subsequent changes to the budget estimates reported to Congress.

Inconsistencies in SBA’s application of IT management practices
occurred, in part, because it did not provide adequate executive oversight
through its investment management process, even though it is using two
executive bodies to oversee the projects. While these bodies have
overlapping responsibilities and lines of authority, several basic oversight
responsibilities, including executive approval of the project’s schedule,
were left unaddressed by either body. In addition, the cost baselines
approved by SBA’s executive oversight body differ from the projected
costs reported to Congress 2 months later. According to SBA officials,
additional oversight was provided through undocumented meetings and
reviews of reports to Congress. Nevertheless, these weaknesses in the
use of basic management practices make it less likely that SBA will be
able to complete the IIPs within the time, budget, and scope parameters
originally planned.

Page 5                                                           GAO-12-395T
                        To better ensure that the loan management Incremental Improvement
SBA Needs to Apply      Projects are completed as planned and provide anticipated capabilities,
Appropriate             we are making several recommendations to the Administrator of SBA in
                        our report. Specifically, we are recommending that SBA apply the
Information             appropriate information technology management practices to the IIPs, by
Technology              ensuring that
Management              •   IIP requirements are managed appropriately, including elicitation,
Practices and Clarify       documentation, and verification and validation;
                            IT risks to the IIPs are adequately managed, including preparing for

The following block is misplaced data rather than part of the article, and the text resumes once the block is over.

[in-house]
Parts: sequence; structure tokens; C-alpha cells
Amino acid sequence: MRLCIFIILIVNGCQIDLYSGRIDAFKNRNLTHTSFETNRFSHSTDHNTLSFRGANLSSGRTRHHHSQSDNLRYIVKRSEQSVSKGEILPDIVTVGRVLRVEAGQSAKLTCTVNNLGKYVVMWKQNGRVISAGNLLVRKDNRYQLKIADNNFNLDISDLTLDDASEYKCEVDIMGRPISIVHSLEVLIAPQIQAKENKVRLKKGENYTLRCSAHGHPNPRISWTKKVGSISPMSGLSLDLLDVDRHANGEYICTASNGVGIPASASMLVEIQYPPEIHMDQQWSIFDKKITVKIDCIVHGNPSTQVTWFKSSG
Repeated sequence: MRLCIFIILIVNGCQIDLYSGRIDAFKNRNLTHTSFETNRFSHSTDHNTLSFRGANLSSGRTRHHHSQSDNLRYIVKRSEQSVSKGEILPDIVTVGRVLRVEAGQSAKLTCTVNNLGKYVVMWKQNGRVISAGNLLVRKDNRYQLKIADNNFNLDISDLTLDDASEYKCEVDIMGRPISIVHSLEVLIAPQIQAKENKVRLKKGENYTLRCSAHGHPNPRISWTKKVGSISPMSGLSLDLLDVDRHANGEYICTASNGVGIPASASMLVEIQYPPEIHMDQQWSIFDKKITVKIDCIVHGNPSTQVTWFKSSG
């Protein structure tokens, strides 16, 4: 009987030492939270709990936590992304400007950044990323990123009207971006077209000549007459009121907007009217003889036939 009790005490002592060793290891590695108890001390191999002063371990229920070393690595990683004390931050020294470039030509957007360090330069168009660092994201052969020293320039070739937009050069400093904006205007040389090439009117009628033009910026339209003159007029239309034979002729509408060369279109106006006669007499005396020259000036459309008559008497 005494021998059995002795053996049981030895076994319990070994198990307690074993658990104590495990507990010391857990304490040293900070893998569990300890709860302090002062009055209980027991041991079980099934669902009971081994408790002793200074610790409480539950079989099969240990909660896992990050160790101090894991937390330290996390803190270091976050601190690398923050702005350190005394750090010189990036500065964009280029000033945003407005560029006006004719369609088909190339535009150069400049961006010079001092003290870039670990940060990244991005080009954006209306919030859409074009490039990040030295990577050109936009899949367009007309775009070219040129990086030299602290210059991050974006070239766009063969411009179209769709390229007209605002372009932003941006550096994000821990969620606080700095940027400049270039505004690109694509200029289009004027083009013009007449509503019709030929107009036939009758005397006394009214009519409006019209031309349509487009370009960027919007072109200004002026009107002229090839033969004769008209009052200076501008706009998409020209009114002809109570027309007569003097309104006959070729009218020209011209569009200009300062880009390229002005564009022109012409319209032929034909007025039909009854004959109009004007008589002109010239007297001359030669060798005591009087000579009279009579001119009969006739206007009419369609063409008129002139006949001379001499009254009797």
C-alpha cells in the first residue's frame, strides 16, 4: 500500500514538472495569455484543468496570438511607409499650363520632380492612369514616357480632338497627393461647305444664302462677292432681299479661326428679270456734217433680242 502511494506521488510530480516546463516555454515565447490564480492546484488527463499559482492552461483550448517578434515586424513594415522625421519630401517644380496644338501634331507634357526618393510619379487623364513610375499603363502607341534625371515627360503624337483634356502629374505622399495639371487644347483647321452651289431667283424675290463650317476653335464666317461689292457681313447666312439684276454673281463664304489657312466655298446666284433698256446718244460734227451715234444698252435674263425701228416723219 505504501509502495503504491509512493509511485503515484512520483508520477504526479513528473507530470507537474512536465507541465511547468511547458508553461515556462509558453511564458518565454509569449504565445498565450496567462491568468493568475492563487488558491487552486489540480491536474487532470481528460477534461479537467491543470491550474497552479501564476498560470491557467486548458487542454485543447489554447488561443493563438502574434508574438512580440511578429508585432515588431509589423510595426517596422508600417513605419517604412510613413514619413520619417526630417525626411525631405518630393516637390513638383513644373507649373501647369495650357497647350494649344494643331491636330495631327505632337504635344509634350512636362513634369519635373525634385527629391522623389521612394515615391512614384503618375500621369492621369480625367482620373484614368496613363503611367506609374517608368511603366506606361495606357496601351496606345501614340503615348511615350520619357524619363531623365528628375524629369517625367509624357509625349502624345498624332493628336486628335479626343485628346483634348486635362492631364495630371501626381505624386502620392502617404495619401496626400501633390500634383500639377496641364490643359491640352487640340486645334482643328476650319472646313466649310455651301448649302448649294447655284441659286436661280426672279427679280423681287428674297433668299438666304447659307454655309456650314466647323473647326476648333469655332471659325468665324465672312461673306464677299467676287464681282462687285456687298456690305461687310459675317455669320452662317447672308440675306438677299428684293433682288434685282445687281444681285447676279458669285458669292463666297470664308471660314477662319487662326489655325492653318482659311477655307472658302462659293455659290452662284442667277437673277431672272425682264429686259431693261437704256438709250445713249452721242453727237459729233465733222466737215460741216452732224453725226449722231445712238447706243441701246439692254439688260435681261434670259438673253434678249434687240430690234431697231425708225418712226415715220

Roles of Oversight      •
                            risk management, identifying and analyzing risks, mitigating risks, and
Bodies                      providing executive oversight of risk management activities;
                        •   the human capital necessary for the IIPs is managed appropriately,
                            including the determination of human capital needs, the identification
                            of gaps between current capabilities and needs, the development of a
                            strategy to close those gaps, and the documentation of these
                            activities; and
                        •   the enterprise architecture segments related to the IIPs are managed
                            appropriately, including the development, prioritization, and
                            maintenance of the segments.

                        In addition, we are recommending that SBA clarify the responsibilities of
                        the executive bodies responsible for the IIPs and ensure they provide the
                        appropriate oversight of the project’s progress. Specifically, these
                        executive bodies should conduct and document executive review and
                        approval of the LMAS modernization’s risk management approach, target
                        segment architectures, and cost and schedule baselines.

                        In written comments on the draft of this report, the Small Business
                        Administration’s Assistant Administrator, Office of Congressional and